Erhard Brielmaier (1841-1917) immigrated from Germany as a young man to Cincinnati where he studied drawing and drafting. In 1874, he arrived in Milwaukee to become a nationally recognized architect especially in the Midwest. Along with his five sons, Brielmaier changed the name of his firm to E. Brielmaier and Sons.   The most notable of his nearly thirty historical buildings in Milwaukee is the Minor Basilica of St. Josaphat’s. During the construction of the Basilica he completed not only the Gothic Revival Calvary Cemetery Gate House in 1897, but two years later designed the Cream City Romanesque style Calvary Chapel built on one of the highest peaks in Milwaukee. The Chapel is a reflection of St. Josephat’s in miniature. The Calvary Chapel was dedicated in 1902 on All Souls Day.


Erhard Brielmaier is buried in Calvary Cemetery surrounded by his family including his daughter Clothilda Brielmaier, (1867-1915). Clothilda studied art in Munich and Rome and returned to Milwaukee to become the first woman to own her own studio in the United States.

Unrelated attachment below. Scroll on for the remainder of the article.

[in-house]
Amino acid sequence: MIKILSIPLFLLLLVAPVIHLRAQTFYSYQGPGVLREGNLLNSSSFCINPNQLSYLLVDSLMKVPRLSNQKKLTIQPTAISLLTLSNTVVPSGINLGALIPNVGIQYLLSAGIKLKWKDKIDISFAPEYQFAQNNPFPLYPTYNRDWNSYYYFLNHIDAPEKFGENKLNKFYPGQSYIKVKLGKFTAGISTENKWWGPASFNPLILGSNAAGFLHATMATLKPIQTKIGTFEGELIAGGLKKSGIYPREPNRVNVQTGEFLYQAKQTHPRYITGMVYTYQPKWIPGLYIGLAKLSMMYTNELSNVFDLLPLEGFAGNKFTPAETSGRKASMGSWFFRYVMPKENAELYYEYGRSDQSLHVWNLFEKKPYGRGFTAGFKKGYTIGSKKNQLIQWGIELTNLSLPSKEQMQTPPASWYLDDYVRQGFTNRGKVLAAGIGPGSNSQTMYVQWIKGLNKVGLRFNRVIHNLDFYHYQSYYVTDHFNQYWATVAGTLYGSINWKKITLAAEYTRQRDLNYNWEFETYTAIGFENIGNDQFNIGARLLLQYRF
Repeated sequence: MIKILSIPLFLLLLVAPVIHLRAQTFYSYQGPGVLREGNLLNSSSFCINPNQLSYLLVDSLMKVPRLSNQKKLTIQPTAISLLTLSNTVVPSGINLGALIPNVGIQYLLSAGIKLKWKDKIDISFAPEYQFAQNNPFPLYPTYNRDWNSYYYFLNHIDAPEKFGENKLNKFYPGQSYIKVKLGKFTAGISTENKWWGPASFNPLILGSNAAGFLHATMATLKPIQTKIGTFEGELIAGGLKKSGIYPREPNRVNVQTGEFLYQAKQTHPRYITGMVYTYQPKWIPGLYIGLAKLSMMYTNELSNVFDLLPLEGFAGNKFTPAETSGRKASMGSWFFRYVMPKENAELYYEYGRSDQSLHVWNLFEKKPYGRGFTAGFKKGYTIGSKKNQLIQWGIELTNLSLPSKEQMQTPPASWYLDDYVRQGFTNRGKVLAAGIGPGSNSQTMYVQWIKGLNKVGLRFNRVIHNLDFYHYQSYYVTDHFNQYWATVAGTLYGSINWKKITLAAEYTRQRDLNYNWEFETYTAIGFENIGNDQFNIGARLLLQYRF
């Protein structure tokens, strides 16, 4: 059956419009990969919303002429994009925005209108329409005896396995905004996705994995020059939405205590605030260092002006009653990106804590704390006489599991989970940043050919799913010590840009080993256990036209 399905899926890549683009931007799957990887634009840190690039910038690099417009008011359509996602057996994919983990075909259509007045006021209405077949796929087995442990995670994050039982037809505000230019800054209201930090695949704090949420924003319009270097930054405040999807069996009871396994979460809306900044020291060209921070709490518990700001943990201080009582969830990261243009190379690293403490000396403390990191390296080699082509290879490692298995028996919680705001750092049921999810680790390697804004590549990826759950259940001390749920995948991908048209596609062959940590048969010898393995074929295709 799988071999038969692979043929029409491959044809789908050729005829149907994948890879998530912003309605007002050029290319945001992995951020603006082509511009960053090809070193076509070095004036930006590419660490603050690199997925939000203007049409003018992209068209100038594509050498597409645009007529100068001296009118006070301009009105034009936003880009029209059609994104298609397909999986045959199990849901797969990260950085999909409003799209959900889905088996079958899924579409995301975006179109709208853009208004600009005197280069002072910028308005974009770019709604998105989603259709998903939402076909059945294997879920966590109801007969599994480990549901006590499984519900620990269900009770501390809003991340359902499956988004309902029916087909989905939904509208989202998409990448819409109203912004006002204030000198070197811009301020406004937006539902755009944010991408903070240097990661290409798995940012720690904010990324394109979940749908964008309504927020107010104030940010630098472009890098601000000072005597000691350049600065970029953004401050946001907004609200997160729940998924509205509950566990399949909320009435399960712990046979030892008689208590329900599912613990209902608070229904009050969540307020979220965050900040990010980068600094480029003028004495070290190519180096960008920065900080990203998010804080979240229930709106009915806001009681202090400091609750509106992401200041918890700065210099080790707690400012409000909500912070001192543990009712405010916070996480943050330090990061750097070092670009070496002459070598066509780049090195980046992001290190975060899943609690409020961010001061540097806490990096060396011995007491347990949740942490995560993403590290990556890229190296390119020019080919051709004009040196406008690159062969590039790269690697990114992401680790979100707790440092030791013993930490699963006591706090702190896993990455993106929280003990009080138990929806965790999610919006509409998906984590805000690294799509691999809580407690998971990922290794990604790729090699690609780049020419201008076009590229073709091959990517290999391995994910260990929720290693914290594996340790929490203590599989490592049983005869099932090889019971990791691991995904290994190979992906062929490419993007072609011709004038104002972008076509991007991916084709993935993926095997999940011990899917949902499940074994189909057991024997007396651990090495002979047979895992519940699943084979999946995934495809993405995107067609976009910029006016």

In addition to churches designed by Brielmaier (St. Casimir’s, St. Benedict the Moor, St. George Melkite Church), he also designed the following: the Gothic chapel of St. Francis of Assisi; the encasement for the organ of Trinity Evangelical Lutheran; the altar and pulpit of St. Francis Church; the baptismal font of St. Michael’s Catholic Church.